'Kitchen Power’ - a new exhibition examining the effect of rural electrification on women in Ireland in the 1950s and 1960s was recently launched by former President of Ireland Mary Robinson at the National Museum of Ireland - Country Life, in Turlough Park, Castlebar, Co Mayo.
ESB's Electrification of Rural Ireland
The first phase of ESB's rural electrification programme began in 1946 and ran until 1965 with a post-development phase running into the 1970s. Although many women in rural parts of the country worked in offices and shops, as well as on the farm, the marriage bar and prevailing cultural attitudes meant that much of women’s experiences of rural electrification were at home, where the kitchen was the focus of domestic work.
Experience The Journey
The free exhibition, now open until July 2020, features extensive material from ESB Archives including photographs, advertising, public relations pamphlets, films and household artefacts. Curated by Dr. Sorcha O’Brien of Kingston University, Senior Lecturer in Design History and Noel Campbell of National Museum of Ireland, it also includes 60 fascinating oral histories from women who worked in the home through rural electrification and also from ESB demonstrators.
The exhibition explores how domestic electrical products were advertised and promoted as part of a modern lifestyle - moving from the traditional hearth to the fitted kitchen without challenging established gender roles.
Along with artefacts and oral history recordings, many from members of the Irish Countrywomen’s Association - ‘Kitchen Power’ also includes an ‘Electric Irish Homes textile art project’ commissioned by Age & Opportunity as part of the Bealtaine Festival, who engaged with Sligo artist Anna Spearman to work with local women in Mayo to respond creatively to the Exhibition.
Also a reconstruction of a 1950s ESB/ICA model kitchen is featured, which was constructed in the Museum galleries by Phillip Carey, a final year BSc (Hons) Furniture Design and Manufacture student at Galway-Mayo Institute of Technology, Letterfrack campus.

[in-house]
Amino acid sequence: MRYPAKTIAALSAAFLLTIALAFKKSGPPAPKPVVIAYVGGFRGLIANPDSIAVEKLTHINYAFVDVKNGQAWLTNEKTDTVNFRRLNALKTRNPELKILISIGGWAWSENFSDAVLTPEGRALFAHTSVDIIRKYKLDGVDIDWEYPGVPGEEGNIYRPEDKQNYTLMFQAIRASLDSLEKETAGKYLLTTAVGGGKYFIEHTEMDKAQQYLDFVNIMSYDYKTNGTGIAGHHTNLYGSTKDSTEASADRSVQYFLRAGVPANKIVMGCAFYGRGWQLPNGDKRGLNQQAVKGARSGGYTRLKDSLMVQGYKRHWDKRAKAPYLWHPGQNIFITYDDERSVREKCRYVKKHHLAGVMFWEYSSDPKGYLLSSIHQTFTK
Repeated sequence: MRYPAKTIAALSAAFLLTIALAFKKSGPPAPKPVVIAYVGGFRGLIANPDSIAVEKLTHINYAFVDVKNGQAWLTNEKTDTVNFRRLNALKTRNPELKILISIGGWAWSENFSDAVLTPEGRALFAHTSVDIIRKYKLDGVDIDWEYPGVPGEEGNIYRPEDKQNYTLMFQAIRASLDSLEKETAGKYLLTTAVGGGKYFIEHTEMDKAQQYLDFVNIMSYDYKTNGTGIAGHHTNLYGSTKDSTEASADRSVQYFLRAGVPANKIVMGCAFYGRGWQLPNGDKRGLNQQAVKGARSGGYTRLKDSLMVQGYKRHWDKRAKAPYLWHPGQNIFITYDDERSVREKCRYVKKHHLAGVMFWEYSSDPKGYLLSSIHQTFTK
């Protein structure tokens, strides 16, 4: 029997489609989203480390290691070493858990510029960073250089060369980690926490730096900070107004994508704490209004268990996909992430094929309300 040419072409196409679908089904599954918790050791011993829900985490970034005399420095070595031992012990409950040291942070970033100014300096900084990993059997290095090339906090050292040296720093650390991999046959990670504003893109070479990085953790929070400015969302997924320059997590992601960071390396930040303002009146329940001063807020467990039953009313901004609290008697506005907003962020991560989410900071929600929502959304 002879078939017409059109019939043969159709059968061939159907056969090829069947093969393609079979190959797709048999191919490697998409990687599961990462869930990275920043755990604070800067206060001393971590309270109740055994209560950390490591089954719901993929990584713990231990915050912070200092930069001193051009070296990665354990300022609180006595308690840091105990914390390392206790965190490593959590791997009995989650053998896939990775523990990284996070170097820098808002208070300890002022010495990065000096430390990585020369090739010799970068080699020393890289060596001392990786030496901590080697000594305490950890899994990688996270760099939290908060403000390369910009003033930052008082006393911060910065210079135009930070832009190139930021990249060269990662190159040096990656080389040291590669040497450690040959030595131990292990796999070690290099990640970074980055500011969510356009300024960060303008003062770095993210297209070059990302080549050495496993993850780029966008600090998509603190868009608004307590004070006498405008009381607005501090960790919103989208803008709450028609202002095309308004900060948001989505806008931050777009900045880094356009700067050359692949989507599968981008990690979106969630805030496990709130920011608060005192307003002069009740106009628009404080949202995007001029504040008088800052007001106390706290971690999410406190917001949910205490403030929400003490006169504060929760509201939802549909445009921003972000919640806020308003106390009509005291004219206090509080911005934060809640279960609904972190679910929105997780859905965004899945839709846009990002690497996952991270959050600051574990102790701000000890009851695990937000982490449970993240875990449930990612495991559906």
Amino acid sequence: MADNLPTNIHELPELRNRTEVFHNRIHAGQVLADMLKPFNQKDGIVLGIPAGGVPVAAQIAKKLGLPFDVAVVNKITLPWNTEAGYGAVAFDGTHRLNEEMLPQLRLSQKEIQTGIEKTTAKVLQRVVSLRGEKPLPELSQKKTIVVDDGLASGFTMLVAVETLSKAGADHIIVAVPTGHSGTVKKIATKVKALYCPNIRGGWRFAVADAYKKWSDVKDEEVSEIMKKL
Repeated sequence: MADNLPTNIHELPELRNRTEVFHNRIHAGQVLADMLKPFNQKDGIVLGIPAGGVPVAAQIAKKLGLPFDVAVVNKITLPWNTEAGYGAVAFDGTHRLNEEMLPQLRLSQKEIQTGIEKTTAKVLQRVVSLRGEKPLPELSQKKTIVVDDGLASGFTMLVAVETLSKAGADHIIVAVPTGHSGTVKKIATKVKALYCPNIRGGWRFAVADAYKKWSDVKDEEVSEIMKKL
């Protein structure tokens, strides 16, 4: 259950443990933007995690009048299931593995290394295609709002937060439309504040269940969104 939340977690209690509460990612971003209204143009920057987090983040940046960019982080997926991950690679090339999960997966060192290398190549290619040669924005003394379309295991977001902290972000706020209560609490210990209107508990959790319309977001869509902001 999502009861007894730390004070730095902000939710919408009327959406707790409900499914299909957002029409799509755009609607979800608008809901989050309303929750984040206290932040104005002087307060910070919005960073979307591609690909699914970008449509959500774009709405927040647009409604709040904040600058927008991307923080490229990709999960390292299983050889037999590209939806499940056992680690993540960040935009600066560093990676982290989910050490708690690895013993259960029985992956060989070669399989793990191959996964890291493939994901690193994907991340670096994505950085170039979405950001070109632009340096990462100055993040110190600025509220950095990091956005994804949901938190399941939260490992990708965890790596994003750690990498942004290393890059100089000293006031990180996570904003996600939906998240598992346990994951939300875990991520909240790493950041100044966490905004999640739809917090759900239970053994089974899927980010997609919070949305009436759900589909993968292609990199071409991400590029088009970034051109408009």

Speaking at the launch, Director of the National Museum of Ireland, Lynn Scarff said:
“We are delighted to have partnered with Kingston University, the Arts & Humanities Research Council (AHRC) and the ESB in the development of this Exhibition, and we’re grateful to everyone who has contributed to it. A special thank you must go to the women who shared their stories, the exhibition is all the richer for their fascinating first-hand accounts of how electrification impacted on their lives.”
ESB’s Deputy Chief Executive, Jerry O’Sullivan said:
“This exhibition provides a fascinating insight not only into the transformative effect of rural electrification on the lives of women, but also the pioneering role that women played in driving the early adoption of electricity - from the ESB-employed demonstrators whose job it was to educate people on the use of new electrical appliances to women in partnership with organisations such as the Irish Country Women’s Association (ICA), the IFA and Muintir na Tíre, who saw the potential of electricity and championed it within their communities. As we look to a future where clean electricity will play a vital role in addressing climate change, we need to harness the same creativity and leadership within communities to demonstrate the benefits of electric transport and heating, and in doing so create a brighter future for all.”
Listen back to RTÉ Western Correspondent Pat McGrath’s report from the exhibition on RTÉ Radio One Morning Ireland featuring Deirdre McParland (Senior Archivist ESB Archives), Dr. Sorcha O’Brien (Kitchen Power Curator) and Noreen Durkeen (oral history contributor, Castlebar, Co. Mayo).
For further information on the exhibition visit https://electricirishhomes.org/